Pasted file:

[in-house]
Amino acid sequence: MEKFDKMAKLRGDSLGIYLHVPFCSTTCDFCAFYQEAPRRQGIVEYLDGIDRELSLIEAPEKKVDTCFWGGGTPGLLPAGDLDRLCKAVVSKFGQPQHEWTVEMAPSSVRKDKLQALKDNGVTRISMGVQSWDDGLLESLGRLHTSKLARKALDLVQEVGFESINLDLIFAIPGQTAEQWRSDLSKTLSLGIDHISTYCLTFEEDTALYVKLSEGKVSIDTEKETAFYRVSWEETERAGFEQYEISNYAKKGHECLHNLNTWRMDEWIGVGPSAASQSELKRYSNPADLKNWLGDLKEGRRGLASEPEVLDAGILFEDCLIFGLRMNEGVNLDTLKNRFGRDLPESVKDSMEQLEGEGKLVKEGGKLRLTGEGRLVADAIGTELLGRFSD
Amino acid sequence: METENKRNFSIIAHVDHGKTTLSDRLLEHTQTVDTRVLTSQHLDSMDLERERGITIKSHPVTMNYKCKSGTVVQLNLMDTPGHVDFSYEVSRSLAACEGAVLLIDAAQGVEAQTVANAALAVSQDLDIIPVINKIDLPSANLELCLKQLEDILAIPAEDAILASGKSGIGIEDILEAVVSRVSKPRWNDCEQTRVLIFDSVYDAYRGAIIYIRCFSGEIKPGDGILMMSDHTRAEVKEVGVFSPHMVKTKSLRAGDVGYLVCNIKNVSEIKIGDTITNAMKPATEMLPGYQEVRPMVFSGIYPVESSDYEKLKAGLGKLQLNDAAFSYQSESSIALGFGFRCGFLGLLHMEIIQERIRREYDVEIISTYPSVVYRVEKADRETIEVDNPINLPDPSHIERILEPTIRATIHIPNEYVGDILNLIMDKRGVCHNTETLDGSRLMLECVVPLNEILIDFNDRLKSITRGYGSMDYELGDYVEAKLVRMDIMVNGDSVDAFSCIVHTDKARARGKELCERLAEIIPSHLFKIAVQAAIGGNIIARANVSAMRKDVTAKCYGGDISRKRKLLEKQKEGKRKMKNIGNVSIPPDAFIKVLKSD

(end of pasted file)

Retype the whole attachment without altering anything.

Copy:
[in-house]
Amino acid sequence: MEKFDKMAKLRGDSLGIYLHVPFCSTTCDFCAFYQEAPRRQGIVEYLDGIDRELSLIEAPEKKVDTCFWGGGTPGLLPAGDLDRLCKAVVSKFGQPQHEWTVEMAPSSVRKDKLQALKDNGVTRISMGVQSWDDGLLESLGRLHTSKLARKALDLVQEVGFESINLDLIFAIPGQTAEQWRSDLSKTLSLGIDHISTYCLTFEEDTALYVKLSEGKVSIDTEKETAFYRVSWEETERAGFEQYEISNYAKKGHECLHNLNTWRMDEWIGVGPSAASQSELKRYSNPADLKNWLGDLKEGRRGLASEPEVLDAGILFEDCLIFGLRMNEGVNLDTLKNRFGRDLPESVKDSMEQLEGEGKLVKEGGKLRLTGEGRLVADAIGTELLGRFSD
Amino acid sequence: METENKRNFSIIAHVDHGKTTLSDRLLEHTQTVDTRVLTSQHLDSMDLERERGITIKSHPVTMNYKCKSGTVVQLNLMDTPGHVDFSYEVSRSLAACEGAVLLIDAAQGVEAQTVANAALAVSQDLDIIPVINKIDLPSANLELCLKQLEDILAIPAEDAILASGKSGIGIEDILEAVVSRVSKPRWNDCEQTRVLIFDSVYDAYRGAIIYIRCFSGEIKPGDGILMMSDHTRAEVKEVGVFSPHMVKTKSLRAGDVGYLVCNIKNVSEIKIGDTITNAMKPATEMLPGYQEVRPMVFSGIYPVESSDYEKLKAGLGKLQLNDAAFSYQSESSIALGFGFRCGFLGLLHMEIIQERIRREYDVEIISTYPSVVYRVEKADRETIEVDNPINLPDPSHIERILEPTIRATIHIPNEYVGDILNLIMDKRGVCHNTETLDGSRLMLECVVPLNEILIDFNDRLKSITRGYGSMDYELGDYVEAKLVRMDIMVNGDSVDAFSCIVHTDKARARGKELCERLAEIIPSHLFKIAVQAAIGGNIIARANVSAMRKDVTAKCYGGDISRKRKLLEKQKEGKRKMKNIGNVSIPPDAFIKVLKSD